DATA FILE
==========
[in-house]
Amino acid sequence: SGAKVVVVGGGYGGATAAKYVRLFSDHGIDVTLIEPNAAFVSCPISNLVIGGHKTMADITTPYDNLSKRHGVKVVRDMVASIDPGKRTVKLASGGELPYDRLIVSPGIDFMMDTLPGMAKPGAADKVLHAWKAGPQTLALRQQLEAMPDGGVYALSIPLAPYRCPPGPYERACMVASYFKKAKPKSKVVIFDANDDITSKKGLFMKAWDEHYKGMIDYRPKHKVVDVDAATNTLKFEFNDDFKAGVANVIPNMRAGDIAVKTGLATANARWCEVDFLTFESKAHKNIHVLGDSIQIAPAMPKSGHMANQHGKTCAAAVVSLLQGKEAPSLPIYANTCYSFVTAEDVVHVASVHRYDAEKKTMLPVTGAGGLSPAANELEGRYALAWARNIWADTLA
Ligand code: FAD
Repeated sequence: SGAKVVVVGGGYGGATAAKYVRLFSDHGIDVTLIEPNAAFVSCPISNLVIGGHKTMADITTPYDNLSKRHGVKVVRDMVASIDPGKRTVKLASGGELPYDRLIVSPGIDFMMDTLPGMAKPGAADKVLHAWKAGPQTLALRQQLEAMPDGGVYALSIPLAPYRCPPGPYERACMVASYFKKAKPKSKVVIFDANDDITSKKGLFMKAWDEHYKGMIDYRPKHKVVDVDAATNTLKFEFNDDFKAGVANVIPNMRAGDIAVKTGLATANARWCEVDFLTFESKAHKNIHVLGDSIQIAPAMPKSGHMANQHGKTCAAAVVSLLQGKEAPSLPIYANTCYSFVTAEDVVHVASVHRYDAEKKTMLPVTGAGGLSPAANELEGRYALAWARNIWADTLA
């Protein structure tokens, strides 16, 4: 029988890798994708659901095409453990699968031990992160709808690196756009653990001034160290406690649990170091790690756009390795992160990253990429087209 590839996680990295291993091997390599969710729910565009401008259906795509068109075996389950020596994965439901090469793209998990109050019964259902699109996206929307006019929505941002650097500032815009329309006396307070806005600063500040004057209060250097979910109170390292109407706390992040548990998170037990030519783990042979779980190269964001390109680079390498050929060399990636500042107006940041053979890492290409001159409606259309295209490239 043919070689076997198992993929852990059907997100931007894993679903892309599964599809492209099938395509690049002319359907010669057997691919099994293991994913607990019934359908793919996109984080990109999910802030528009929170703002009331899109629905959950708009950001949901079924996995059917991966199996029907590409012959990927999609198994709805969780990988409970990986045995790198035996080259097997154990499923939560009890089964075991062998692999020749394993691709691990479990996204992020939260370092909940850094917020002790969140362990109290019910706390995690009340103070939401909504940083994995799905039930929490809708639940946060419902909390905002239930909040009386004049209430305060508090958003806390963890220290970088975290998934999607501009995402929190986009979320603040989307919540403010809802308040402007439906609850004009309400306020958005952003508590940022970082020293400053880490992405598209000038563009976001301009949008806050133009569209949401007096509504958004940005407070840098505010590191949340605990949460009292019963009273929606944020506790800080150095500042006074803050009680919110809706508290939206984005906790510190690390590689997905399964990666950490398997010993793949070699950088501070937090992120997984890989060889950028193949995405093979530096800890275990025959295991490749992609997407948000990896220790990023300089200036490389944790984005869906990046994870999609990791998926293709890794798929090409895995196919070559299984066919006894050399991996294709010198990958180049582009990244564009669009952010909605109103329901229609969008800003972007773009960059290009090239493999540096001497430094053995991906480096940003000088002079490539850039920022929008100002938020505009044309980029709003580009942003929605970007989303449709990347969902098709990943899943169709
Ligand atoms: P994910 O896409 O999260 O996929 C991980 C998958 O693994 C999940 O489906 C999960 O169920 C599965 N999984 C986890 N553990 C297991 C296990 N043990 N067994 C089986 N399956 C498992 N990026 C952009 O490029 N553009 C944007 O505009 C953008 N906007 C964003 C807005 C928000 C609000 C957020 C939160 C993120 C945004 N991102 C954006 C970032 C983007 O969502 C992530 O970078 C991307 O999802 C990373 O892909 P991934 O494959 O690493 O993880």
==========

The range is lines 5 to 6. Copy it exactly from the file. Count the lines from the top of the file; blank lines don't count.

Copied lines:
């Protein structure tokens, strides 16, 4: 029988890798994708659901095409453990699968031990992160709808690196756009653990001034160290406690649990170091790690756009390795992160990253990429087209 590839996680990295291993091997390599969710729910565009401008259906795509068109075996389950020596994965439901090469793209998990109050019964259902699109996206929307006019929505941002650097500032815009329309006396307070806005600063500040004057209060250097979910109170390292109407706390992040548990998170037990030519783990042979779980190269964001390109680079390498050929060399990636500042107006940041053979890492290409001159409606259309295209490239 043919070689076997198992993929852990059907997100931007894993679903892309599964599809492209099938395509690049002319359907010669057997691919099994293991994913607990019934359908793919996109984080990109999910802030528009929170703002009331899109629905959950708009950001949901079924996995059917991966199996029907590409012959990927999609198994709805969780990988409970990986045995790198035996080259097997154990499923939560009890089964075991062998692999020749394993691709691990479990996204992020939260370092909940850094917020002790969140362990109290019910706390995690009340103070939401909504940083994995799905039930929490809708639940946060419902909390905002239930909040009386004049209430305060508090958003806390963890220290970088975290998934999607501009995402929190986009979320603040989307919540403010809802308040402007439906609850004009309400306020958005952003508590940022970082020293400053880490992405598209000038563009976001301009949008806050133009569209949401007096509504958004940005407070840098505010590191949340605990949460009292019963009273929606944020506790800080150095500042006074803050009680919110809706508290939206984005906790510190690390590689997905399964990666950490398997010993793949070699950088501070937090992120997984890989060889950028193949995405093979530096800890275990025959295991490749992609997407948000990896220790990023300089200036490389944790984005869906990046994870999609990791998926293709890794798929090409895995196919070559299984066919006894050399991996294709010198990958180049582009990244564009669009952010909605109103329901229609969008800003972007773009960059290009090239493999540096001497430094053995991906480096940003000088002079490539850039920022929008100002938020505009044309980029709003580009942003929605970007989303449709990347969902098709990943899943169709
Ligand atoms: P994910 O896409 O999260 O996929 C991980 C998958 O693994 C999940 O489906 C999960 O169920 C599965 N999984 C986890 N553990 C297991 C296990 N043990 N067994 C089986 N399956 C498992 N990026 C952009 O490029 N553009 C944007 O505009 C953008 N906007 C964003 C807005 C928000 C609000 C957020 C939160 C993120 C945004 N991102 C954006 C970032 C983007 O969502 C992530 O970078 C991307 O999802 C990373 O892909 P991934 O494959 O690493 O993880």